REVIEW: Riptide by Dan Rabarts
RIPTIDE by DAN RABARTS
Short story review by Lee Murray
A multiple winner of the Australian Shadows and Sir Julius Vogel Awards, Kiwi Dan Rabarts (Ngāti Porou) is well known in Antipodean horror circles, his body of work comprising novels, novellas, short fiction, screenplays, and poetry. Of these, his short story, “Riptide”, which appears in Simon Dewar’s anthology Suspended in Dusk II (2018, Grey Matter Press), is arguably his most powerful work and my personal favourite. Perhaps the story appeals to me because it is set on a nameless beach in Aotearoa, somewhere that I might have walked myself, or because Rabart’s prose is gritty, poignant, and resoundingly beautiful. Or possibly, the tale speaks to me because, as a sufferer of depression and anxiety, I recognise in it a monster that I have battled often over the years, even before I could give it a name.
At its core, “Riptide” is a heartbreaking tale of mental illness and loss, told with breathtaking authenticity. That sense of shared connection broke me when I first read it—the notion that other people have experienced this darkness, that I am not alone in feeling this—was overwhelming. And it must be true, because here it is on the page, wedged between the lines like sand between your toes, and in the unspoken dialogue between a man and his wife, and in the story’s haunting windswept imagery.
Loosely structured to follow the seasons, “Riptide” tells of a Māori diver who has brought his family to the beach for the holidays—the same place he spent his summers as a child, near a rugged headlands and an old pōhutukawa tree, and where the ocean shifts and seethes to the shore. Now, he is back with his own children, Mārama and Rā, his sun and moon, and Stephanie, his beautiful and brittle wife, where their intent is to play with their tamariki on the beach, eat BBQ sausages wrapped in bread, and laze away the Kiwi summer, putting aside the worries of their everyday. But a strange tension hangs over the family, a spooling haze of untold secrets and unresolved grief, and when the summer ends, the diver must return to the beach and confront the monster standing between him and the family he loves.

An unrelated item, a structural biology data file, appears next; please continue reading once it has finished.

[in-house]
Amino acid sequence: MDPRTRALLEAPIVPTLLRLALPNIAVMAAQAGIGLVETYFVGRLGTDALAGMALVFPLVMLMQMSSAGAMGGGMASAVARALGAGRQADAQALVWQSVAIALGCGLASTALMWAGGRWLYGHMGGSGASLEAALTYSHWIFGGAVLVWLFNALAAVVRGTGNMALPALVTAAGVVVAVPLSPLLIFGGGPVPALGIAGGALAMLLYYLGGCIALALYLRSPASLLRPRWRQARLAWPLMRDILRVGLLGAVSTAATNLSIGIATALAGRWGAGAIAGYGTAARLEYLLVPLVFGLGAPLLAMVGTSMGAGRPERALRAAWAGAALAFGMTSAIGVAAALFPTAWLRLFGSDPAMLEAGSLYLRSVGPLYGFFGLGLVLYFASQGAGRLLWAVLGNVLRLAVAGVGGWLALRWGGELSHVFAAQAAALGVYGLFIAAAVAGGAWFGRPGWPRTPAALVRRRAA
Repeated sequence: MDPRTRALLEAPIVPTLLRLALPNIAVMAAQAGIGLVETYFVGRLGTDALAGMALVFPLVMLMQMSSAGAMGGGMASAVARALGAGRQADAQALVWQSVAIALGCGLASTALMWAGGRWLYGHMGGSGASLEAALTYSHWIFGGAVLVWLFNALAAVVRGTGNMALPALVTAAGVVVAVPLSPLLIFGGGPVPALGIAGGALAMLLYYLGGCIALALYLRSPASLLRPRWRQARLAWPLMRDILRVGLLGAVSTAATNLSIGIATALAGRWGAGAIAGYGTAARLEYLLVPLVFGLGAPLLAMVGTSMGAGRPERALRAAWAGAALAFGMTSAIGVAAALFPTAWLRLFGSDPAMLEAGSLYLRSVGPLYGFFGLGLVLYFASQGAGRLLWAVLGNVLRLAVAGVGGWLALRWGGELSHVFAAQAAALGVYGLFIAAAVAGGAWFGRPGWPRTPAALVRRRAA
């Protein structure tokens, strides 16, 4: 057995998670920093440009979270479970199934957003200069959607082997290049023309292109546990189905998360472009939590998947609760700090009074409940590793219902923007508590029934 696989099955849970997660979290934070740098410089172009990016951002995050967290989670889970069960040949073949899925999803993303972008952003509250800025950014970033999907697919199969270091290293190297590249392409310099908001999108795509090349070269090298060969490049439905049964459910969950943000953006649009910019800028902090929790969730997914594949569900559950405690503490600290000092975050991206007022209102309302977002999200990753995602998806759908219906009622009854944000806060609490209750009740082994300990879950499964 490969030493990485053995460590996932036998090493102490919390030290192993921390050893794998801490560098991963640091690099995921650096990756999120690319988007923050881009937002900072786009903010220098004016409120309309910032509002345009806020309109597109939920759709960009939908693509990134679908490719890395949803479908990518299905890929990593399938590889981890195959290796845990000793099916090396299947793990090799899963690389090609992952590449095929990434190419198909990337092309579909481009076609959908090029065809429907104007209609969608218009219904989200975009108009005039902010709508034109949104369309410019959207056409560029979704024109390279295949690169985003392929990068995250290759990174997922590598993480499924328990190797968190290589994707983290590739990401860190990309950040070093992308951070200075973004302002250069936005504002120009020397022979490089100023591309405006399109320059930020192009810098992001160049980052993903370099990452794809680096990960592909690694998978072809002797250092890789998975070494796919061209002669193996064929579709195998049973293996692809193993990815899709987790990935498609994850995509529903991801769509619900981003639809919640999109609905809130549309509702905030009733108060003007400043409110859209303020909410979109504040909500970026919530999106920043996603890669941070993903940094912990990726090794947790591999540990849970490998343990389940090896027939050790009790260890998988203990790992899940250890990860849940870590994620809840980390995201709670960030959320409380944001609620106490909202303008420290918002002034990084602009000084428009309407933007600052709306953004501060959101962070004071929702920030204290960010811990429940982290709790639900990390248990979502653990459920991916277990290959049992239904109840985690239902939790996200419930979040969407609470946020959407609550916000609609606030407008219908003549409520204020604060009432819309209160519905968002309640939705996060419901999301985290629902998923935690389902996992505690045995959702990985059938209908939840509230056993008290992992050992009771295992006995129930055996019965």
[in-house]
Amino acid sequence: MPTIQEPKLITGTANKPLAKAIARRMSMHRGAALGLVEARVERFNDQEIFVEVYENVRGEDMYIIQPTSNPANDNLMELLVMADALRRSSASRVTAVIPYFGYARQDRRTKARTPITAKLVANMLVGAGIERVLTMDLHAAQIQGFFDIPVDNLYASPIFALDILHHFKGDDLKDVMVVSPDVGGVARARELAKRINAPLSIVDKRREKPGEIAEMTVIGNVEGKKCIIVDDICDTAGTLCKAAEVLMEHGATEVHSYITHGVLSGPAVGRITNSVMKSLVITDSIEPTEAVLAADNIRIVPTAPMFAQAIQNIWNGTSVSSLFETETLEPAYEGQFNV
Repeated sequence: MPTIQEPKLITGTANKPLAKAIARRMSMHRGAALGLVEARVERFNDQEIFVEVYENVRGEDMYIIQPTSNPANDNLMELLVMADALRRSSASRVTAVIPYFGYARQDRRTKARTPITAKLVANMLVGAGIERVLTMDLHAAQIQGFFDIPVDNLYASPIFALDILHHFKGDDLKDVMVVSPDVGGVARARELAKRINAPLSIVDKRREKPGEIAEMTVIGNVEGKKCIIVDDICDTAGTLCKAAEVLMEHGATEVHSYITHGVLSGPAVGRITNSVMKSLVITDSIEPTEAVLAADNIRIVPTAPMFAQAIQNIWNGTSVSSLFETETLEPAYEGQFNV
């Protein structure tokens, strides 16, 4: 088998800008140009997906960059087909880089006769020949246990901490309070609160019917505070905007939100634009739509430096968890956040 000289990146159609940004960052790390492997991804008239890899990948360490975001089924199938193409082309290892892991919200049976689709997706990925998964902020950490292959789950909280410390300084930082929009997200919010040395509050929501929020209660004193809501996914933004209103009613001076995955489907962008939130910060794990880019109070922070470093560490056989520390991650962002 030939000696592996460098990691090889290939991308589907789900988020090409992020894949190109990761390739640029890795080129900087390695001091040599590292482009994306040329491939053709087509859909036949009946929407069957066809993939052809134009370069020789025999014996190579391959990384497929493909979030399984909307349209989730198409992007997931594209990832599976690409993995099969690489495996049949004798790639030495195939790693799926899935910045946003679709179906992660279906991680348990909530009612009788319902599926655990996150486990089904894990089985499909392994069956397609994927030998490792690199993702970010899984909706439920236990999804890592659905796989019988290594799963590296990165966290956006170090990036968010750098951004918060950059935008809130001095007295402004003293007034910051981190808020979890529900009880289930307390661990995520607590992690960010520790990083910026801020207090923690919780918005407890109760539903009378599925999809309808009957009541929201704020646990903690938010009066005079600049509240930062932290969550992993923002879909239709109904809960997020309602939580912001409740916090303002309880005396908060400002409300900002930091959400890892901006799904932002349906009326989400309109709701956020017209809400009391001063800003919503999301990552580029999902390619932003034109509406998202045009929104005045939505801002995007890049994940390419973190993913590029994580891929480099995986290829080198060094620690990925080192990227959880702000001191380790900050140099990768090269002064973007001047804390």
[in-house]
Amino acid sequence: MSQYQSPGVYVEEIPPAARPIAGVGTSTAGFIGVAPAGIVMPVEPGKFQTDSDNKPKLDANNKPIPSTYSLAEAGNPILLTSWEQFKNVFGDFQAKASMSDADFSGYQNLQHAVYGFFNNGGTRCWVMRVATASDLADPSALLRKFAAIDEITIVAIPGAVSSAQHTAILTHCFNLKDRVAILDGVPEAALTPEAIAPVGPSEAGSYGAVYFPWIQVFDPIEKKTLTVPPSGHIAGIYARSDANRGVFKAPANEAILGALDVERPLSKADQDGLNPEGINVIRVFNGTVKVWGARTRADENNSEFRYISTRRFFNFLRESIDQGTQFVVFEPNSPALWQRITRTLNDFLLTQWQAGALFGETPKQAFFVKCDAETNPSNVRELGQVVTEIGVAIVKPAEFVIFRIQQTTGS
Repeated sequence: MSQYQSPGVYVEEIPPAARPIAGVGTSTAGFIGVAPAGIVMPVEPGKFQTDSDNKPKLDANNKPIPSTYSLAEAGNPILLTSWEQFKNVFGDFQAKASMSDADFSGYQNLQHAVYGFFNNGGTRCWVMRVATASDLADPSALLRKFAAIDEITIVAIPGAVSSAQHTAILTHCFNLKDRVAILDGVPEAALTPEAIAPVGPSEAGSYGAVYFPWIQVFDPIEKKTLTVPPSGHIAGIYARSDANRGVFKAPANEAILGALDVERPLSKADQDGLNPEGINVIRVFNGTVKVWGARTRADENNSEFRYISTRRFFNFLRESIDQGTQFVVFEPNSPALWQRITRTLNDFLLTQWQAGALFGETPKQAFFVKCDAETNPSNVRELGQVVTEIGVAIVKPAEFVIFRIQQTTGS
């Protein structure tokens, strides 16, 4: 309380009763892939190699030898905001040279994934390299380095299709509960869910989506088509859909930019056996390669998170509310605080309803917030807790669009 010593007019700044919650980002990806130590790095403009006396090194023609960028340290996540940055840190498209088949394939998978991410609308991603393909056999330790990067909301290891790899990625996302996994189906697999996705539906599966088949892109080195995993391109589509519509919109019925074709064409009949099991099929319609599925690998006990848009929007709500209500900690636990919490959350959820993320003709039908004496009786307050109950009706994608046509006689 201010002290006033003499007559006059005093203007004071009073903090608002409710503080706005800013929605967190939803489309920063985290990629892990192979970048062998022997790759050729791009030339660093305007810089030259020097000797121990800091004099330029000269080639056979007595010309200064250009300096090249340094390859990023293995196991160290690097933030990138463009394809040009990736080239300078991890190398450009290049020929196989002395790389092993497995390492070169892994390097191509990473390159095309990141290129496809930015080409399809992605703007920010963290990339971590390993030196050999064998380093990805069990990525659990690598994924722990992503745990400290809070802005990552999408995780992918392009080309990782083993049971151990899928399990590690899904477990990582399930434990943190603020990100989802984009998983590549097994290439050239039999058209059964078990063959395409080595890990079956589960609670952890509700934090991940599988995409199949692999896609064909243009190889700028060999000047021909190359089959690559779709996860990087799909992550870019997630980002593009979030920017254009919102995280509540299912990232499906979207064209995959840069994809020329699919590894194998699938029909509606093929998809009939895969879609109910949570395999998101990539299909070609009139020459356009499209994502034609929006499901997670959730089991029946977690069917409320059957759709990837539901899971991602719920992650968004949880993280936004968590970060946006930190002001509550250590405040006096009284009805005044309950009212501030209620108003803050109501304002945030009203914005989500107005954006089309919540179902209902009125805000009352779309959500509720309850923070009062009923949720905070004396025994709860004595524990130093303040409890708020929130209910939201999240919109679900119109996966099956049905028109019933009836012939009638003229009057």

There is a lot to unpack in this tightly crafted short story. The importance of dialogue. The way unanswered pain reaches across generations. The solace and sadness of rituals.
Of note is the manner in which Rabarts leans into his Māori heritage, revealing his deep respect for the land of his birth and the seas that crash upon its shores. In a unique approach, he employs the taniwha, a supernatural creature and powerful local symbol, as a metaphor for mental illness. Typically taking the form of a lizard or serpent, taniwha beasts lurk in waterways and caverns, hiding in isolated shadowy places, where they kidnap maidens and devour unsuspecting travelers.
As the protagonists tells his children: “Every place has its taniwha. Some we can see, some we can’t. Some live under the ground, and some swim in the sea, and in the spaces in between. They come in all shapes and sizes, and they’re really good at hiding, so they can pop out and gobble you up when you least expect it.”
Pop out and gobble you up when you least expect it.
The protagonist’s wife, not being Māori, doesn’t believe her partner’s nonsense, but that doesn’t make the monsters any less real, and anyway she has her own monsters…and thus, Rabarts quietly demonstrates the cultural juxtaposition of modern Western and traditional Māori attitudes towards mental illness and grief.
An understated but deeply unsettling story, I recommend “Riptide” as an excellent example of how to address the monster of mental illness in our writing, tackling difficult issues with sensitivity and insight, and wrapping them all up in a compelling story that will stay with readers long after they put it down. But Rabarts doesn’t stop there, “Riptide” offering readers a final kernel of kindness: the hope that the monster might one day be tamed. And isn’t that the very point of horror, after all?
About the Author: Dan Rabarts is an award-winning author and editor, four-time recipient of New Zealand’s Sir Julius Vogel Award and three-time winner of the Australian Shadows Award. He is author of the five-book steampunk-grimdark-comic fantasy series, Children of Bane, co-author of the Path of Ra crime-noir thriller series from Raw Dog Screaming Press, and co-editor of dark fiction anthologies Baby Teeth and At the Edge. Dan’s science fiction, dark fantasy and horror short stories have been published in numerous venues worldwide. He also regularly narrates and produces for podcasts and audiobooks. Find him at dan.rabarts.com.